Xellia To Invest $25 Million to Expand Sterile Drug Product Manufacturing

By Akia Thorpe -

October 12, 2017

Xellia Pharmaceuticals, a Copenhagen, Denmark-headquartered specialty pharmaceutical company focused on anti-infective treatments, has broken ground on a new $25-million facility for sterile manufacturing at its Copenhagen site, which is the location of the company’s headquarters and the company’s largest product manufacturing plant.

The company began construction of a new 1,000-square meter multi-story building for sterile manufacturing earlier this month.

Xellia’s Copenhagen site is responsible for manufacturing, stability testing, and packaging of both sterile active pharmaceutical ingredients (APIs) and the finished-dosage forms for anti-infectives such as vancomycin, and colistmethate sodium.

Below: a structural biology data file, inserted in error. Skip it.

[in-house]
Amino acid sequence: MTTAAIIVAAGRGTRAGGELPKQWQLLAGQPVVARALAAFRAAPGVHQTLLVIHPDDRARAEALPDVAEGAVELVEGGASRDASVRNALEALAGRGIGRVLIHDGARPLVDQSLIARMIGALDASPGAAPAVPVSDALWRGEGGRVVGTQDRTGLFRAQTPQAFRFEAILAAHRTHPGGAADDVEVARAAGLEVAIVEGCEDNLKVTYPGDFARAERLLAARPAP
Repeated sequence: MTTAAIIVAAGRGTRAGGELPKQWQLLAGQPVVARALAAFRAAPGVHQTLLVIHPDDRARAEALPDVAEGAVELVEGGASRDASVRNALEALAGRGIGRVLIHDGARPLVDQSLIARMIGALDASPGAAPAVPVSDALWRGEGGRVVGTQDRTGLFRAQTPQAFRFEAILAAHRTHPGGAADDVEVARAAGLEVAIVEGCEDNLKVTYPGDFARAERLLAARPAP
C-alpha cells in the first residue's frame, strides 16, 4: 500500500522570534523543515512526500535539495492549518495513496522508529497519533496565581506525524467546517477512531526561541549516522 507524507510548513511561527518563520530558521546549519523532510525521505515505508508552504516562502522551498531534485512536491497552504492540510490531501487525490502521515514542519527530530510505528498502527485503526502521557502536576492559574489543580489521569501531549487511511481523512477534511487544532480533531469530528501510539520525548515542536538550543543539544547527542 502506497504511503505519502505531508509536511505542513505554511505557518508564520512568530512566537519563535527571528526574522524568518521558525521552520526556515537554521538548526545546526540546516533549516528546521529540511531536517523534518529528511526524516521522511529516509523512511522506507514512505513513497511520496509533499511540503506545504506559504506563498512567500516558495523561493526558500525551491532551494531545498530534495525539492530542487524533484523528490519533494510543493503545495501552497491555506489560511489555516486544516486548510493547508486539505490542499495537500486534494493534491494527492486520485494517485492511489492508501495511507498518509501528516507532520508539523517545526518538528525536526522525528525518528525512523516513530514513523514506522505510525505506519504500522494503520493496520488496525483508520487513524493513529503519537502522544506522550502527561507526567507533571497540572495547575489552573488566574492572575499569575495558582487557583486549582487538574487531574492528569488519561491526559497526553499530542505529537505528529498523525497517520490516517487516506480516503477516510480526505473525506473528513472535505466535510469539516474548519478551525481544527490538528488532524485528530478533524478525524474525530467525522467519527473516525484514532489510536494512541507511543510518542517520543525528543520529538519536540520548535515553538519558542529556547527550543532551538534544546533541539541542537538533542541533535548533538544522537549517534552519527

In addition, over the past 15 months, the company has expanded several of its sites. In the US, the company has been expanding production capacity for sterile injectable products. In addition to Xellia’s Raleigh, North Carolina site, a new production facility in Cleveland, Ohio received notification from the US Food and Drug Administration in November 2016 to allow packaging and distribution of drug products at the site. Full manufacturing of products is anticipated during 2018.

In August 2017, the company also completed the expansion of a new $13-million, 3,000-square-meter, multi-story Centralized Laboratory Services building at Xellia’s Budapest, Hungary, manufacturing site. The expanded building, located next to Xellia’s current API manufacturing plant, gives the company additional product-stability and release-testing expertise and capabilities.

The company also expanded it R&D team with more than 15 new scientists and approximately 1,000 square-meters of new lab space at its Center of Excellence in Zagreb, Croatia in September 2016. The Xellia Zagreb site, now has approximately 100 highly skilled employees, who are working to improve the efficacy, safety and delivery of existing anti-infectives, reduce toxic side effects, and develop drug-device combination antimicrobial therapies.

Source: Xellia Pharmaceuticals